Evangelidis is reaching out through his Face-to-Face program to tell students about the perils of drug and alcohol abuse. The program started after talking to prisoners about their path to prison. The majority said they could trace their problems back to drugs in middle and high school. It was then that Evangelidis decided to bring this message to students in the hopes that it would change the path for at least a few students every time he makes the presentation.

“They wish they could bring this program to you, but they can’t because they are in prison,” Evangelidis told the gathered students. “If people didn’t drink and do drugs, the prisons would probably be empty … you want to know how to get to prison? Drugs and alcohol.”

The multi-media presentation has been given throughout Worcester county for the last three years. It is geared towards seventh grade students through high school seniors, although a modified form was given in Auburn to fifth graders at the request of school officials. He has spoken to over 80,000 students, he said. Every time, he has students coming up to him afterwards talking about how drugs have personally touched their lives, said Evangelidis.

The presentation is constantly changing to address drug trends. It makes uses of examples of celebrities affected by or having died from drugs while debunking the myths of various drugs. One of the biggest myths right now revolves around a perceived safety of prescription pills, said Evangelidis.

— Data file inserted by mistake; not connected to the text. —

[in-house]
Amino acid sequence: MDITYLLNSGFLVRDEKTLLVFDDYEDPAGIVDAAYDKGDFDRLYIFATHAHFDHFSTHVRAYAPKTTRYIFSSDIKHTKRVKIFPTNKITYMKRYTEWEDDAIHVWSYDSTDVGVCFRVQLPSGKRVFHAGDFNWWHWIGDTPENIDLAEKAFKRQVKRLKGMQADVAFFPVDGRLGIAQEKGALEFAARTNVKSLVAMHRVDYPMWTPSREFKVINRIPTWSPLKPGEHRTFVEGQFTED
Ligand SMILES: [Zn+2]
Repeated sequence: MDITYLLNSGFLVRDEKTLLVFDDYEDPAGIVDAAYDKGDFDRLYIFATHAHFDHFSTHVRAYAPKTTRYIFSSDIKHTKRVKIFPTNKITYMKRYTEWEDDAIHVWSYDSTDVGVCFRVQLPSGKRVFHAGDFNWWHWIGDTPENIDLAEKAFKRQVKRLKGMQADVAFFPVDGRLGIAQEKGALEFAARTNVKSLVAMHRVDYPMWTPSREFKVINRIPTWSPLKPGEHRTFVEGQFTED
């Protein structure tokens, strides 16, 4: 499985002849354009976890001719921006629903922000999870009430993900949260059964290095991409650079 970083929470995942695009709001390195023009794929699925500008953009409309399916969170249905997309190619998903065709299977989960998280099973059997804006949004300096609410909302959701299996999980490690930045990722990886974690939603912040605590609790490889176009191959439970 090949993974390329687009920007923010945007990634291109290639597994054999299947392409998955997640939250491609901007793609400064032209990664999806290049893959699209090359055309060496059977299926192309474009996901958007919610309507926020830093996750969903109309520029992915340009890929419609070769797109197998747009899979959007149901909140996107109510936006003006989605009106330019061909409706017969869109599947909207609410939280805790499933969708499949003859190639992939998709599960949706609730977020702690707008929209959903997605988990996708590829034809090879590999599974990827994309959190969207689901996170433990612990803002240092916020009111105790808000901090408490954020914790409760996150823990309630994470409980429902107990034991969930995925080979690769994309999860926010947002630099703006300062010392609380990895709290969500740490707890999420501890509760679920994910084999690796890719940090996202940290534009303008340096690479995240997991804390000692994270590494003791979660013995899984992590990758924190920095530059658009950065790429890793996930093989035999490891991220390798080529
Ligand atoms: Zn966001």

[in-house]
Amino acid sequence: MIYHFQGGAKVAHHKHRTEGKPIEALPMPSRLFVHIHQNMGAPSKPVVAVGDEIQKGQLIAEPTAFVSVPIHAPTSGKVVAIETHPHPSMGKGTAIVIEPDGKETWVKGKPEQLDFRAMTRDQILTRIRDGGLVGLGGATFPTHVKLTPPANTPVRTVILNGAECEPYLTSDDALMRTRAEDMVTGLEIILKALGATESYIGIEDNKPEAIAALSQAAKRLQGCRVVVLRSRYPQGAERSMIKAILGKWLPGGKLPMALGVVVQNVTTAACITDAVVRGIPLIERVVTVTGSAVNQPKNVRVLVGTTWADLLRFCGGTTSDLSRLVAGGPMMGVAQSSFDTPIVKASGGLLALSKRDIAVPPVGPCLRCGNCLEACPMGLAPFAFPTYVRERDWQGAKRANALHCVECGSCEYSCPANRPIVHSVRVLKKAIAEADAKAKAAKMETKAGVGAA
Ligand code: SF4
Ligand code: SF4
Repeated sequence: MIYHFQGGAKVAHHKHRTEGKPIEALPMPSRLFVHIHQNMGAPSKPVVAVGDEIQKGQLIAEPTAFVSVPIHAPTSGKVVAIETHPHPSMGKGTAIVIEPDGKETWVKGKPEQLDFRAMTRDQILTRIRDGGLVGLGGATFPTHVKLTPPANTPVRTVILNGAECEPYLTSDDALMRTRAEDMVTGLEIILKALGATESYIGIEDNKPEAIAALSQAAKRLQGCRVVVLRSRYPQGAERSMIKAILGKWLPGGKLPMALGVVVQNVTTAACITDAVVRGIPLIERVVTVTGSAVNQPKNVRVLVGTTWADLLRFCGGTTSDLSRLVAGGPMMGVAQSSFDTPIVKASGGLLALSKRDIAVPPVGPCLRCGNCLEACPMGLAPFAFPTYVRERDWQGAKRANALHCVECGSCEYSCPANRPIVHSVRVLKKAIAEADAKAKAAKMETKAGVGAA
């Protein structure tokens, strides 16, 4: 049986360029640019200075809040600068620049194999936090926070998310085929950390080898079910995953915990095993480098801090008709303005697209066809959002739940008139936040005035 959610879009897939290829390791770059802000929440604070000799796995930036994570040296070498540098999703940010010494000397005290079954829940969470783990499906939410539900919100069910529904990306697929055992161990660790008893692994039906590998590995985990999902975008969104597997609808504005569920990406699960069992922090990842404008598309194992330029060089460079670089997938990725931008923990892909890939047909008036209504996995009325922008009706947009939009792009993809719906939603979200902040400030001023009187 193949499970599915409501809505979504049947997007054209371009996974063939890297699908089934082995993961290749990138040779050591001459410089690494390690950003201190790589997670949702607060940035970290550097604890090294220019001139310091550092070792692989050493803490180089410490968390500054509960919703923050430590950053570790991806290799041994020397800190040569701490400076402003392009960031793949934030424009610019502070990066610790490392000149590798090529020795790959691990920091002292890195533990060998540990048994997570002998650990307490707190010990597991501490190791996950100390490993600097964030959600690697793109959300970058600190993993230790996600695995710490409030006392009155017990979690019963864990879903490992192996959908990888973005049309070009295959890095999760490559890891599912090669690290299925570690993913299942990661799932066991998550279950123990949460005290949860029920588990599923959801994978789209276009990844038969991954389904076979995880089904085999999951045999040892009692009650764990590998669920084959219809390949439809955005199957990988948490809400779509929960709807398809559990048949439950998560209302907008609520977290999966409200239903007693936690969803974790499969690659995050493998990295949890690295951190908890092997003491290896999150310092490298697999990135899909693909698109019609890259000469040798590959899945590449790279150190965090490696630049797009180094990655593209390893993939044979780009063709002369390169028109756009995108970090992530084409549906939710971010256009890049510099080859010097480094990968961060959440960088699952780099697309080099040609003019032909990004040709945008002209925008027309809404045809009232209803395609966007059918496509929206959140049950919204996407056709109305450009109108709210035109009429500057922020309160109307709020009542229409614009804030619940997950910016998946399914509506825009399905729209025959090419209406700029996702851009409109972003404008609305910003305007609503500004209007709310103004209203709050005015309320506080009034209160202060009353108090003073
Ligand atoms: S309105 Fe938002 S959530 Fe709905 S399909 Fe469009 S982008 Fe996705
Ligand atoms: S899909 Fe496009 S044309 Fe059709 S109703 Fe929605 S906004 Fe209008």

“So many young people don’t think these are real drugs because they are prescription drugs,” said Evangelidis. “These are some of the hardest, most addictive drugs out there and yet people don’t think they are real.”

This generation of students are at the front lines of a widespread change in drug use in America because of the time in which they are growing up, he explained. Prescription pills, which have not been as prevalent in previous generations, are just as dangerous as any drug that can be put into someone’s arm, he said, and it can take mere months for people hooked on them to turn to heroin.

“No one is going to tell you ‘Try this Oxy(codone) or try this Vic(odin), but six months later you are going to be so addicted that you are going to go out and buy heroin,’” said Evangelidis, explaining that a bag of heroin costs less than a pack of cigarettes and is where people turn to keep an expensive habit going. “Once you’ve started down that road of heroin, you’ve pretty much reached the end of the line and it doesn’t take long to get there.”

For some prisoners, it is a path where even prison is not the worst outcome possible, he said.

“They say, ‘sometimes I think I am the lucky one, because some of my friends died. At least I am still alive,'” said Evangelidis, of conversations he has had with prisoners. “It’s a pretty rough life when you feel fortunate to be sitting in a jail cell.”

The program’s goal is to make students aware that they are taking the first steps down the path to addiction which can lead to prison or death, said Evangelidis. It is one part what needs to be a multi-faceted approach to the problem of drug abuse, he said.

“We need to look closely at addiction programming out there to offer assistance to people who are addicted. We need to look at how prescriptions are allocated by physicians and how people are getting these huge amounts prescribed,” said Evangelidis. “We need to tackle this problem head on and there are so many layers to it.”